Happy new year! We’re now four days into 2023 and, if you’re anything like me, some of the booze-fuelled resolutions you made on Saturday night will already have fallen by the wayside. Did you really need to renew that gym membership you haven’t used since March? Didn’t think so.
For me, new year is less about setting (frankly unattainable) goals and more about reflecting on what I can achieve with small, manageable changes. Our priorities might shift in midlife, but that doesn’t mean we should be any less adventurous than before – we just need to be more mindful about our choices. My top 10 tips for 2023? Here they are.
1. Be kind – to yourself and to others
Cut yourself some slack. We all make mistakes. The important thing is that we learn from them and move on. Don’t beat yourself up – negative self-talk doesn’t help anyone. And you never know when someone else is having a rubbish day. Be kind. Always. It has a positive impact on your health.
2. Communicate better
Call someone: texting is convenient for a quick check-in, but what about talking to someone you love, or who makes you laugh? Make time for meaningful conversations this year. And don’t forget stories: if you’re lucky enough still to have parents, ask them to tell you about their lives. Record what they say – legacy is so important.
3. Get outside
Resolve to walk outside – in the light – for at least 15 minutes a day. Exercising in nature will not only get the blood flowing but also has huge benefits for your mental health. It might even mean you can stop worrying about that gym membership. Small choices can make for a big impact.
4. Wear sunscreen – every day
It’s never too late to protect your skin and prevent further sun damage. I wish someone had told me this years ago when I was roasting myself on the beach like a rotisserie chicken. Don’t forget to apply sunscreen to your neck and the back of your hands, too.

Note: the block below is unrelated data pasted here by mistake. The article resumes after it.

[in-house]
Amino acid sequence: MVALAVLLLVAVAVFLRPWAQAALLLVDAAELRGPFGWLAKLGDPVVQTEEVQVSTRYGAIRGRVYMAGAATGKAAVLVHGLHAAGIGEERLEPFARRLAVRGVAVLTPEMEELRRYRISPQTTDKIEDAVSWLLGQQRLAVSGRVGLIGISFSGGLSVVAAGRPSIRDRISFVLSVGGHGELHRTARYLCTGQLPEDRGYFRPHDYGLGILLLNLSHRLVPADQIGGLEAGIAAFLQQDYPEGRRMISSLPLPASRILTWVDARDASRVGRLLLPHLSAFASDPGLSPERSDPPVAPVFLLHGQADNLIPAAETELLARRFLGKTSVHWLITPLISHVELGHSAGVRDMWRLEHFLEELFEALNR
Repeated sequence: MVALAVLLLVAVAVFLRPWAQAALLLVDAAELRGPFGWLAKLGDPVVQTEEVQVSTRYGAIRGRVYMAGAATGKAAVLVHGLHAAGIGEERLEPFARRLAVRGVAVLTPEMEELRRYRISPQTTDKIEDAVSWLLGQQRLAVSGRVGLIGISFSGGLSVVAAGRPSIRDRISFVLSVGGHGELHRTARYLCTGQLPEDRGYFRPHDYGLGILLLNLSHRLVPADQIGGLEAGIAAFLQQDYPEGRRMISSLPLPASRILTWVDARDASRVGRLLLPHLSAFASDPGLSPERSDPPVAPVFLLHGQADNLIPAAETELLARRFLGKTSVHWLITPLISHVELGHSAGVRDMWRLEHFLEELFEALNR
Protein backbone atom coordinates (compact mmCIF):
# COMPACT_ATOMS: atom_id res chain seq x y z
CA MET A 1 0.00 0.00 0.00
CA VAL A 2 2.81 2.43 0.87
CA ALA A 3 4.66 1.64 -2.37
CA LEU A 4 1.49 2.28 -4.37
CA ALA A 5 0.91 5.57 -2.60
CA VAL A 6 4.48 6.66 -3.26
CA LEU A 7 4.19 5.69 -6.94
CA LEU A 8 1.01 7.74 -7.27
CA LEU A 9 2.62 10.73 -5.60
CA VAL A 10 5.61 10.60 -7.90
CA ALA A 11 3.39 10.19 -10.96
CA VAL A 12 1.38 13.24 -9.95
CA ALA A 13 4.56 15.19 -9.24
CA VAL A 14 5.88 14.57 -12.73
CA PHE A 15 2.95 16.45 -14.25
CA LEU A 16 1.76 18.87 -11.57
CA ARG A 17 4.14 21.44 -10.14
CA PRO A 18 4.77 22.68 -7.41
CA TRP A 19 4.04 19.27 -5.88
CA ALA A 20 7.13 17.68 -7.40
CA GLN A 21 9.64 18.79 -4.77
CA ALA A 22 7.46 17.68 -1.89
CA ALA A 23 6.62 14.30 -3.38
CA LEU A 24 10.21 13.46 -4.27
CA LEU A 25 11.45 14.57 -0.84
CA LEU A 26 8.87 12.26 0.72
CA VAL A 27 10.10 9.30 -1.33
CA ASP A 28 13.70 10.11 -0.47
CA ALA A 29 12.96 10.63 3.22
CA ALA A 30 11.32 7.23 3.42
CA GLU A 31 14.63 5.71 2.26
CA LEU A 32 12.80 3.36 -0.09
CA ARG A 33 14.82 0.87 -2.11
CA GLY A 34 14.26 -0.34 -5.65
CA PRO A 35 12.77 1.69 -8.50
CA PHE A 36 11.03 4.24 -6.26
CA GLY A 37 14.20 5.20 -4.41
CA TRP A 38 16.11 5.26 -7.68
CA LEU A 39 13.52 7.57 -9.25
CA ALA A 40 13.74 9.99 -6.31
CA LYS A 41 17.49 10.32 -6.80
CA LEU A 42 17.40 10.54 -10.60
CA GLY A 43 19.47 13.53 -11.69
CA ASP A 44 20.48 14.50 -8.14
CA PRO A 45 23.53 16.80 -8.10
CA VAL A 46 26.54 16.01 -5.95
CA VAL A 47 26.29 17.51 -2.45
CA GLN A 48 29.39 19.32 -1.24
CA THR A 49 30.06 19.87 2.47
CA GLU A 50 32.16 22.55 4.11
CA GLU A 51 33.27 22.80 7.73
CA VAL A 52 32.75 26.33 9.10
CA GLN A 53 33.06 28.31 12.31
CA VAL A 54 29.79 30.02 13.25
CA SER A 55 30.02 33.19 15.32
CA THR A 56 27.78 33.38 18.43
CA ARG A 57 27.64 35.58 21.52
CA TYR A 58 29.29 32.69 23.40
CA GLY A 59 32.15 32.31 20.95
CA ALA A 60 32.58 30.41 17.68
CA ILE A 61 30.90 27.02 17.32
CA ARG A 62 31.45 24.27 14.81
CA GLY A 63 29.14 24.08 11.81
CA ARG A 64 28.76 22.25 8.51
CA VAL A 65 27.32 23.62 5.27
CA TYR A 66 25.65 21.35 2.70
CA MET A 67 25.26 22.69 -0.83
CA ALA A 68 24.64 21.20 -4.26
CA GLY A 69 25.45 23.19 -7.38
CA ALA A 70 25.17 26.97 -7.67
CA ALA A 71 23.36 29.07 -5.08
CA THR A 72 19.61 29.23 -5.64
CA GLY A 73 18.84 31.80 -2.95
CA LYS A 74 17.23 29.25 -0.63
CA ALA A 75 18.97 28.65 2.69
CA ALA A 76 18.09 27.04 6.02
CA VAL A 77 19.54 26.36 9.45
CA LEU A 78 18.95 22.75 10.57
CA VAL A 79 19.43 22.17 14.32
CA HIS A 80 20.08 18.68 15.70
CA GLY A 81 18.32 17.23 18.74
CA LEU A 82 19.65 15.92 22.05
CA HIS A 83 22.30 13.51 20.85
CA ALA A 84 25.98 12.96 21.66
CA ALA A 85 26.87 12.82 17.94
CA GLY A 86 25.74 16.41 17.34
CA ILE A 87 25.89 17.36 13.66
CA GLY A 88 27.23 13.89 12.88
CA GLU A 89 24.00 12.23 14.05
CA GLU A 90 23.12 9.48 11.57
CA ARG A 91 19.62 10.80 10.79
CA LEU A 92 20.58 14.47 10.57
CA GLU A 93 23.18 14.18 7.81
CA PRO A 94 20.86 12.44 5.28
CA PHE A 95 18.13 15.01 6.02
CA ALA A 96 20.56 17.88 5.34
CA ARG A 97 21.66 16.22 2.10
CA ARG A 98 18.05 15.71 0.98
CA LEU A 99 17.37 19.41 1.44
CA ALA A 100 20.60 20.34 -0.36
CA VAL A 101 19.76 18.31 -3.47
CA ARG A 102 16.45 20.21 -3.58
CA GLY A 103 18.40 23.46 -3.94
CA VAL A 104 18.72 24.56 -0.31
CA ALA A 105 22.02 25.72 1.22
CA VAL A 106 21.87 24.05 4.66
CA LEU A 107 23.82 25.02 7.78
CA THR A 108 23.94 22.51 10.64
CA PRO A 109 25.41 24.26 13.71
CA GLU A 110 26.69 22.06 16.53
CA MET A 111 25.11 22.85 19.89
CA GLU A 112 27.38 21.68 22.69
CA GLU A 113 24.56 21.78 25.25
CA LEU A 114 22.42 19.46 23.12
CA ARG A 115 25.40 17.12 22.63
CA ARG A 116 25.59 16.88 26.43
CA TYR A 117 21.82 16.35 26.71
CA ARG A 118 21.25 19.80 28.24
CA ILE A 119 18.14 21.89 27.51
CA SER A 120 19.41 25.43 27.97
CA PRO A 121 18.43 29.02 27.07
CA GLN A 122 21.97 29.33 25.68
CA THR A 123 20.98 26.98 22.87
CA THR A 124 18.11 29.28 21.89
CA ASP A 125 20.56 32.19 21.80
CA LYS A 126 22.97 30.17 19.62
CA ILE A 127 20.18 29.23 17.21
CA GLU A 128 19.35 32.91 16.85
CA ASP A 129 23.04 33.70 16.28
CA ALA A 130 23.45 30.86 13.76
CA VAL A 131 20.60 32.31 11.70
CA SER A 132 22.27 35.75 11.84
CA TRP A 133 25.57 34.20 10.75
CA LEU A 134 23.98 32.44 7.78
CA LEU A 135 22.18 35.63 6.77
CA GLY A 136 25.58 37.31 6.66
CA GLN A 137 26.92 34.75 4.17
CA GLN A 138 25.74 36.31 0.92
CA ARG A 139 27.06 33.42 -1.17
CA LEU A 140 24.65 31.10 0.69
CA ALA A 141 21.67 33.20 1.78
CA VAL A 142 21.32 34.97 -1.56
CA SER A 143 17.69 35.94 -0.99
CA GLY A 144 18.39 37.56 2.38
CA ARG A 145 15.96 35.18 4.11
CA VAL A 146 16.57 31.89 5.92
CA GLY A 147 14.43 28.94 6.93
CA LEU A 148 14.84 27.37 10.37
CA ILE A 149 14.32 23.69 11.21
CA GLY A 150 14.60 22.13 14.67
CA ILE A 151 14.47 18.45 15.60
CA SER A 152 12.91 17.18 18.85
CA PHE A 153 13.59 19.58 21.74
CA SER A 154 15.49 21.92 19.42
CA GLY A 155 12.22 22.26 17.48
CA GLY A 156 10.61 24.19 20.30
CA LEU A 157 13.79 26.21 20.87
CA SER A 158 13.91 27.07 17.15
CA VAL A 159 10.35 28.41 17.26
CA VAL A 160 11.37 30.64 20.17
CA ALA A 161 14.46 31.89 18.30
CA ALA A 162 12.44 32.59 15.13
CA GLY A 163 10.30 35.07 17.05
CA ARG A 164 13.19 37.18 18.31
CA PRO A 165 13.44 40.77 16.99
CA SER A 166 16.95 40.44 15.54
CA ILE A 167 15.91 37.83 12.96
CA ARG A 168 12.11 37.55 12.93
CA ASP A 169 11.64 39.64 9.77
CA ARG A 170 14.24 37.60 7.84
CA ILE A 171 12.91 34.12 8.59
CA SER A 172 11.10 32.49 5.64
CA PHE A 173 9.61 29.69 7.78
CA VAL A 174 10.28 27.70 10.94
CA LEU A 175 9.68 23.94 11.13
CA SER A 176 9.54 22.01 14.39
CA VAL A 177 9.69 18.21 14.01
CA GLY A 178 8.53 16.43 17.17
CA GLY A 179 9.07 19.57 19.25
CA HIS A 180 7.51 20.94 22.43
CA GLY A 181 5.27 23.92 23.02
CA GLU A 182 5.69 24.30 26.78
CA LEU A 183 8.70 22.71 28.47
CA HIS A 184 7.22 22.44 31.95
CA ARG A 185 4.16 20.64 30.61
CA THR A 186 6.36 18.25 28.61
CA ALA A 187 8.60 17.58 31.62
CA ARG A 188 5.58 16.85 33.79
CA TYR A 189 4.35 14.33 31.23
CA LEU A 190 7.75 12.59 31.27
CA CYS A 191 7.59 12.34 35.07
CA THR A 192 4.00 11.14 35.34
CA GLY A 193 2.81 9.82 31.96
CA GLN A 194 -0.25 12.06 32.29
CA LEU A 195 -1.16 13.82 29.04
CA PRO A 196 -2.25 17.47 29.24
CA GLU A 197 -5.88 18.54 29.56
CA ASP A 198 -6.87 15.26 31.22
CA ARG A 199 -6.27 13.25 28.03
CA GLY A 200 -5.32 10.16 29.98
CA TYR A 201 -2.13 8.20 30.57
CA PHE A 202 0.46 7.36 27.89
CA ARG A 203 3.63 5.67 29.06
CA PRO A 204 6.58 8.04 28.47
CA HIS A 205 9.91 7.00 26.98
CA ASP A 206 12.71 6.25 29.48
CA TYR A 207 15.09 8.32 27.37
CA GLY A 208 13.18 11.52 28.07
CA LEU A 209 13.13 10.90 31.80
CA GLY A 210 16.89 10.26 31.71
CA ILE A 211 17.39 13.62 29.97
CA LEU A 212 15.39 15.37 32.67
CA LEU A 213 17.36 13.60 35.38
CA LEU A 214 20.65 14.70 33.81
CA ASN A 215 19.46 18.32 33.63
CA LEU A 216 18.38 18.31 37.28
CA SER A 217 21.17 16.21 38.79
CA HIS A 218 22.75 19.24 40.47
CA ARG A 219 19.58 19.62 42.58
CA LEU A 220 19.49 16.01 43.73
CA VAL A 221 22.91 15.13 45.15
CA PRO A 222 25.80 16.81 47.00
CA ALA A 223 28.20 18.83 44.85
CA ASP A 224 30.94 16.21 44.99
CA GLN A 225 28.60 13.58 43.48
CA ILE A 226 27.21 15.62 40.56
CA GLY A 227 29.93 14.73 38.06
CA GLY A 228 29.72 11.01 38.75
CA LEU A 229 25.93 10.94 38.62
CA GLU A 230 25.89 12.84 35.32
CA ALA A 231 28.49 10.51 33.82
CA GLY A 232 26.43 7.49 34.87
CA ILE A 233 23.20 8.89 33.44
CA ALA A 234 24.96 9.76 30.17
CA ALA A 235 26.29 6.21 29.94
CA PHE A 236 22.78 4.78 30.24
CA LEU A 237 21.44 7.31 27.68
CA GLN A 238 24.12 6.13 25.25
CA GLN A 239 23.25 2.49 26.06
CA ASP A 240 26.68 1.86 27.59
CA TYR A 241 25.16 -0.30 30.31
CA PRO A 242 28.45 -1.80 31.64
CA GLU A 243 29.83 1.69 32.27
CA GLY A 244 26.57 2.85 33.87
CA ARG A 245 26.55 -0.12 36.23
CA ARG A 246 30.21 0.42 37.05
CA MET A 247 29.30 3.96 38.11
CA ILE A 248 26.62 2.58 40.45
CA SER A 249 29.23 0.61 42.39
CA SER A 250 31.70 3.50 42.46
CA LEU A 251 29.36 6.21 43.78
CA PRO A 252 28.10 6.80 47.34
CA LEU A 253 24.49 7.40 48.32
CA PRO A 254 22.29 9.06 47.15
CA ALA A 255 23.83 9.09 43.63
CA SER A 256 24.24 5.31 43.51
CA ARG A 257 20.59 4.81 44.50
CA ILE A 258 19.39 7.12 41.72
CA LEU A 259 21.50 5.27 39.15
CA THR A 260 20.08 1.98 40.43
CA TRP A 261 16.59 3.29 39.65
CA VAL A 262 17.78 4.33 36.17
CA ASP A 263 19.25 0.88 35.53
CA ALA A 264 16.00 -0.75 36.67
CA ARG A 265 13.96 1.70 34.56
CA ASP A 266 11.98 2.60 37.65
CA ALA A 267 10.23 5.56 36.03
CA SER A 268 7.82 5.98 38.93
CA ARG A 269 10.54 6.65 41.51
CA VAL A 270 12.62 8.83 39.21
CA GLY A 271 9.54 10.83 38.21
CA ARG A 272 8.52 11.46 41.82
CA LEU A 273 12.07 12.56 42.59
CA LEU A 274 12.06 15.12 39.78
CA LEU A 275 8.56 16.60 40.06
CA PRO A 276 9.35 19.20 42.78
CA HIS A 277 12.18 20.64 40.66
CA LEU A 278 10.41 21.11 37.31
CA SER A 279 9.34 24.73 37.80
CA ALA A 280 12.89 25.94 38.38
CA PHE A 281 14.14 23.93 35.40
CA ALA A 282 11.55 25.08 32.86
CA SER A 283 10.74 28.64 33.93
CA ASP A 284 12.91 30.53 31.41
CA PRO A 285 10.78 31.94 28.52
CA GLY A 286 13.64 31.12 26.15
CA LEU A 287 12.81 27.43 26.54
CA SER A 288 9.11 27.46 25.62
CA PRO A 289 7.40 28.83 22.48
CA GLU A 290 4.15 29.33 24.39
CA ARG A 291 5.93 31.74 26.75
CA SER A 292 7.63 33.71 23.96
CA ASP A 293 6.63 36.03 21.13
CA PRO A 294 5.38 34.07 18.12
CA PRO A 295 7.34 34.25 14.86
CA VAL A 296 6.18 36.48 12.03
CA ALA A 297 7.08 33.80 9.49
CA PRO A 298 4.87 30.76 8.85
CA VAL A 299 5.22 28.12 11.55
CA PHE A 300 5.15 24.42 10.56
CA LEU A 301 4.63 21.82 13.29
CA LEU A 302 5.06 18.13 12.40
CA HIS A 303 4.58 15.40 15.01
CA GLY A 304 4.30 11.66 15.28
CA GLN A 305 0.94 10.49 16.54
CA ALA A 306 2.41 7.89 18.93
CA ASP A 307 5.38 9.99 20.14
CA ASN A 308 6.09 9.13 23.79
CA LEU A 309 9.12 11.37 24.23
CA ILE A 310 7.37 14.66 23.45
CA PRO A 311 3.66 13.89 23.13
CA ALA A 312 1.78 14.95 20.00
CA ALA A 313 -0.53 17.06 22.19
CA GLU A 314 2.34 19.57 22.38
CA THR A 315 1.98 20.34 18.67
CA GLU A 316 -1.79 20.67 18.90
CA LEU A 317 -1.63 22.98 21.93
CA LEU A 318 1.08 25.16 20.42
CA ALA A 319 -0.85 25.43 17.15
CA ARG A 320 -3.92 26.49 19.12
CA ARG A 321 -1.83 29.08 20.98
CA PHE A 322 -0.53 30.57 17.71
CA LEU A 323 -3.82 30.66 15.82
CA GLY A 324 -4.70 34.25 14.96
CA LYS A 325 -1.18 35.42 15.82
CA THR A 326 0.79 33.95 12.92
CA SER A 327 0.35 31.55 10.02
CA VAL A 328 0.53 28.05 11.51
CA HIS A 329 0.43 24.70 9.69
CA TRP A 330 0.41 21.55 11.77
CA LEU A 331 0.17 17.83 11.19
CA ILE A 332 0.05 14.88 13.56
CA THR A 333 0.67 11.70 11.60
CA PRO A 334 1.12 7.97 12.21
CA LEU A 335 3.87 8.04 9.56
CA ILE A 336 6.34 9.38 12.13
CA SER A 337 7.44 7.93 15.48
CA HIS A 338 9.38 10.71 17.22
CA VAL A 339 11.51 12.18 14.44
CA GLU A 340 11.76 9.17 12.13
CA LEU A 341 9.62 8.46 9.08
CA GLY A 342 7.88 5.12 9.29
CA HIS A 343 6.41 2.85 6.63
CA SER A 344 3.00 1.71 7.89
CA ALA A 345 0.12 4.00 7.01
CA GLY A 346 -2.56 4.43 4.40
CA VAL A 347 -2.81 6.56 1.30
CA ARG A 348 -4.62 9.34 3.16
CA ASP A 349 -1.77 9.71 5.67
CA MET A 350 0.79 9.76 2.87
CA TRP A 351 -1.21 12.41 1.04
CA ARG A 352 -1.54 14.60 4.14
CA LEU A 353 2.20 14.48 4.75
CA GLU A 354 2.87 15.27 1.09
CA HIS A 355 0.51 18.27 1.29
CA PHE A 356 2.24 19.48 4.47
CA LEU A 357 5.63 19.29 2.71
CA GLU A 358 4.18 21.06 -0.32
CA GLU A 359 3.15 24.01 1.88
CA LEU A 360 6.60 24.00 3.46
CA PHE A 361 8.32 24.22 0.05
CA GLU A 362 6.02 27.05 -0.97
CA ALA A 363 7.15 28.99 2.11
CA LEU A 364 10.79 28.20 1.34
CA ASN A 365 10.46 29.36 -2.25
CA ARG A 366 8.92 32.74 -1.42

5. Act with intention
Set your intention for the day when you wake each morning. What do you want to achieve today? This might be the time to make a gratitude list, too – just thinking of three things you’re grateful for each day can make a huge difference to your outlook.
6. Learn something new
I know you’re busy. But I don’t believe you don’t have a spare five minutes in the day to tantalise your brain and learn something new. Read that piece in the paper that piqued your interest. Learn a new word. Try a new recipe. Knowledge is (brain) power. And we all need more of that in midlife.
7. Stop wasting time
Limit your exposure to time-killing apps. Do you know how much time you spend on social media or simply doom-scrolling? And you know how good that makes you feel. Read something uplifting instead. Seriously.
8. Keep hydrated
The older we get, the more important it is that we drink enough water. Research from Harvard Health Publishing suggests that staying hydrated is essential for many of our bodily functions: water is used to carry nutrients and oxygen to cells, aids digestion, flushes bacteria from the bladder, cushions joints and helps to regulate body temperature.
9. Go somewhere else
Seeing new places is invigorating. Where would you really like to go? It could be the adventure of a lifetime, or somewhere you’ve always meant to visit in your own city. Make a list – then plot in time on the calendar.
10. Count your blessings
We are so fortunate, in so many ways – it’s worth remembering, particularly on the days we feel less than perfect, or resentful about ageing. After all, what’s the alternative?
Those are my top 10 tips. But I’m not suggesting you do all of them. I’m not even suggesting you do half. That would require you to be even more of a superhero than you already are. What about, instead, resolving to make just one important change this year? That’s about as much as I can manage.
Midlife coach Suzy Rosenstein suggests that the best resolution you can make is to do just one thing today that your future self will thank you for. I love this idea. It’s about being more mindful at a moment when you might be struggling with the idea of ageing, feeling stuck, or worry that you’re running out of time.
So what’s the one thing you really want to focus on? And what are the reasons you haven’t done so before now? Rosenstein suggests you think about why you’ve been so resistant. Then ask yourself: what would my future self think 10 years from now, with the result in place? For instance, perhaps you’ve learnt to be kinder to yourself and others. I think my future self would be grateful I’d learnt to put her first. She’d see the effects on her mental health from that increased compassion. And she’d see how it had allowed her to grow.
It’s illuminating to try and think in this way. All it takes is one small step towards living intentionally. But it’s a giant step towards a happier future. Most of us live unconsciously from one day to the next – it’s like we’re on autopilot. But what if you allowed yourself to think about your future and decided to be OK with what you wanted? How exciting would that be?
So rather than beating yourself up this year when you fall off the resolutions wagon, resolve, at that point, to make one tiny change instead. Imagine where it could get you. I guarantee we’ll all have a happier new year that way.